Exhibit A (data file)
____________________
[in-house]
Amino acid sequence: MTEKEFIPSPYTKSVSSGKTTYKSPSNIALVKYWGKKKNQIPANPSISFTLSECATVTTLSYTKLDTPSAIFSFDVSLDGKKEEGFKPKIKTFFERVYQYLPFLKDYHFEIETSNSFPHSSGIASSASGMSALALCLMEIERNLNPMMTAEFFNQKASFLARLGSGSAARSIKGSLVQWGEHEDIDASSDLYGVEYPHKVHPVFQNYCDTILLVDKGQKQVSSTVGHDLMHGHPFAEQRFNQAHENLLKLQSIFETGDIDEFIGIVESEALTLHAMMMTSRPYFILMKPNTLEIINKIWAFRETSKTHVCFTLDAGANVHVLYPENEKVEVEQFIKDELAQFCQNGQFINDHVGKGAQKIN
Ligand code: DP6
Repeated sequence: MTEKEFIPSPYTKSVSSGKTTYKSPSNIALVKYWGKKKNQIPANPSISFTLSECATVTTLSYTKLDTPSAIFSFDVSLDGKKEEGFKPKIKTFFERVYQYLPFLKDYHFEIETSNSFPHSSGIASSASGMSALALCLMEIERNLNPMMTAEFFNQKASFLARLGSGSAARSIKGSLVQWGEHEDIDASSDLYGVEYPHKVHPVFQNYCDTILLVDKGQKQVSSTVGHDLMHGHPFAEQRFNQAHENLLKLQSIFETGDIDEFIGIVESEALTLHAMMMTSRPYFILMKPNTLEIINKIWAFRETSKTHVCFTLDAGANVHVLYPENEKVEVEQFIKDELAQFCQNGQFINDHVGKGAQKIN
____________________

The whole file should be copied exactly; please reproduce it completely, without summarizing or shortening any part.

[in-house]
Amino acid sequence: MTEKEFIPSPYTKSVSSGKTTYKSPSNIALVKYWGKKKNQIPANPSISFTLSECATVTTLSYTKLDTPSAIFSFDVSLDGKKEEGFKPKIKTFFERVYQYLPFLKDYHFEIETSNSFPHSSGIASSASGMSALALCLMEIERNLNPMMTAEFFNQKASFLARLGSGSAARSIKGSLVQWGEHEDIDASSDLYGVEYPHKVHPVFQNYCDTILLVDKGQKQVSSTVGHDLMHGHPFAEQRFNQAHENLLKLQSIFETGDIDEFIGIVESEALTLHAMMMTSRPYFILMKPNTLEIINKIWAFRETSKTHVCFTLDAGANVHVLYPENEKVEVEQFIKDELAQFCQNGQFINDHVGKGAQKIN
Ligand code: DP6
Repeated sequence: MTEKEFIPSPYTKSVSSGKTTYKSPSNIALVKYWGKKKNQIPANPSISFTLSECATVTTLSYTKLDTPSAIFSFDVSLDGKKEEGFKPKIKTFFERVYQYLPFLKDYHFEIETSNSFPHSSGIASSASGMSALALCLMEIERNLNPMMTAEFFNQKASFLARLGSGSAARSIKGSLVQWGEHEDIDASSDLYGVEYPHKVHPVFQNYCDTILLVDKGQKQVSSTVGHDLMHGHPFAEQRFNQAHENLLKLQSIFETGDIDEFIGIVESEALTLHAMMMTSRPYFILMKPNTLEIINKIWAFRETSKTHVCFTLDAGANVHVLYPENEKVEVEQFIKDELAQFCQNGQFINDHVGKGAQKIN